At OutSystems were are huge fans of doing post-mortems/ retrospectives. Retrospectives are a way to avoid making the same mistakes over and over. It is also a great way to promote knowledge sharing across teams so that each team can learn with the mistakes of others.

For some time now, we have been growing fast, so it starts to be difficult to mange and promote knowledge sharing across teams. Nailing retrospectives on the product roadmap, is a way to ensure that we don't forget to look back and meditate. Meditate on what we've shipped, how we've shipped it, and how both can can be improved.

Retrospectives are a sort of Thanksgiving if you will

This culture of never ending improvement ensures that when a team fails, all other teams won’t make the same mistakes. It allows us to fail cheap and recover without much overall impact.

On July 2014 we launched OutSystems Platform 9 beta, and on September released the general availability version. Getting feedback from our customers early on was crucial to improve the version, and plan the roadmap ahead. By September we had fixed all major issues, and had planned two minor releases, one on October, another on December.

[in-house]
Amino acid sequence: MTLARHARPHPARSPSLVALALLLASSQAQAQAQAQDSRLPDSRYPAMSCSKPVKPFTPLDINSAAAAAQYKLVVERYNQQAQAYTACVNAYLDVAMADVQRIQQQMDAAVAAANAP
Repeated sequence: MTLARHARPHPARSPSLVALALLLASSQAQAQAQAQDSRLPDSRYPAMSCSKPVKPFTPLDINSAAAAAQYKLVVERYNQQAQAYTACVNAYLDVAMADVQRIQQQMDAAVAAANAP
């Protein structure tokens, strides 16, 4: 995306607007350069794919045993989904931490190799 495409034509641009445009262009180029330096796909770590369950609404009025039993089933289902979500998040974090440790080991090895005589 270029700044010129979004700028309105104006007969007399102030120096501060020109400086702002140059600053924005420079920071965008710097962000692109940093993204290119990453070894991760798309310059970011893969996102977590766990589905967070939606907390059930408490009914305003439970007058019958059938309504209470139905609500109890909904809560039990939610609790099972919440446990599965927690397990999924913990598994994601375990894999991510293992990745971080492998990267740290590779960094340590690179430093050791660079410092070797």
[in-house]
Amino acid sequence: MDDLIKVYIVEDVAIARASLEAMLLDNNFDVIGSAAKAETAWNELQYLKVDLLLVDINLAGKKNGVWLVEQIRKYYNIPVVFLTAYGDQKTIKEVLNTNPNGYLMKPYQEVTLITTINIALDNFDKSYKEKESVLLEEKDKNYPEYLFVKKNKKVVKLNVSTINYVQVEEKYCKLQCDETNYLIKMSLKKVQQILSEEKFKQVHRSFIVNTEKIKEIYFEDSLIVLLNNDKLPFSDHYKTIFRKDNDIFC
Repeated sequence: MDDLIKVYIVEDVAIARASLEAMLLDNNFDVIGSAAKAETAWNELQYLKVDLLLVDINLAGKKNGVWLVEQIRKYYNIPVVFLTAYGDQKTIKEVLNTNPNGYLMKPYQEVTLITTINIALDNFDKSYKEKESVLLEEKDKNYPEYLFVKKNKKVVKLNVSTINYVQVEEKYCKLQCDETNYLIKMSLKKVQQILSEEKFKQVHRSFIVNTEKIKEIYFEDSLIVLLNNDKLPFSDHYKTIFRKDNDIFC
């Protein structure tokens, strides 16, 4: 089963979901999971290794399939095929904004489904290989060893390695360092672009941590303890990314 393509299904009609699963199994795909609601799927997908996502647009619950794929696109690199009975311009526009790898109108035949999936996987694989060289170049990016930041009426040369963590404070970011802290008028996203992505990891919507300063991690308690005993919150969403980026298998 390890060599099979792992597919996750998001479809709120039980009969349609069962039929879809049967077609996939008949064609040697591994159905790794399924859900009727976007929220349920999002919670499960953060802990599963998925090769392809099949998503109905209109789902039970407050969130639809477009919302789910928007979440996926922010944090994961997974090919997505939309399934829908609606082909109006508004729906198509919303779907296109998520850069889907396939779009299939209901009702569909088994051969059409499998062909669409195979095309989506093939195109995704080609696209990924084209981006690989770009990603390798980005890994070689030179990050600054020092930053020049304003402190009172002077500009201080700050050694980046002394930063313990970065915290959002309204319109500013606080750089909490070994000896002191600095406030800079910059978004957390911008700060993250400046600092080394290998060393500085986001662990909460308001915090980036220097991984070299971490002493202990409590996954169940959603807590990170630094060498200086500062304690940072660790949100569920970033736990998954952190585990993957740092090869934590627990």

The October and December releases allowed us to polish some features, and bake new ones into the product. All with feedback from the field. Aahhh, now that the version was out and the next two releases planned and under way, it was time for some retrospectives.

So we organized two events:

  • An engineering kick-off scheduled for October 20-21. The first day was all about doing a retrospective and knowledge sharing. The second was to align ourselves for the future, and of course, some team-building time;

  • An Academy team internal retrospective, scheduled for October 27.

The engineering kick-off event

During those two days we got out of the main office to go to the country side. Fresh air, good food. Awwwweeesome.

During the first day, each team presented to the whole group the work they had done for the release. This was followed by a discussion of the processes that had been working for them, and some that they knew were failing.

The sessions were around 20 minutes, but had lots and lots of valuable information.

The first lesson I've got was that we are really growing. And fast. Teams are doing lots of stuff, things are moving so fast. The quantity and quality of what shipped on version 9 was just amazing.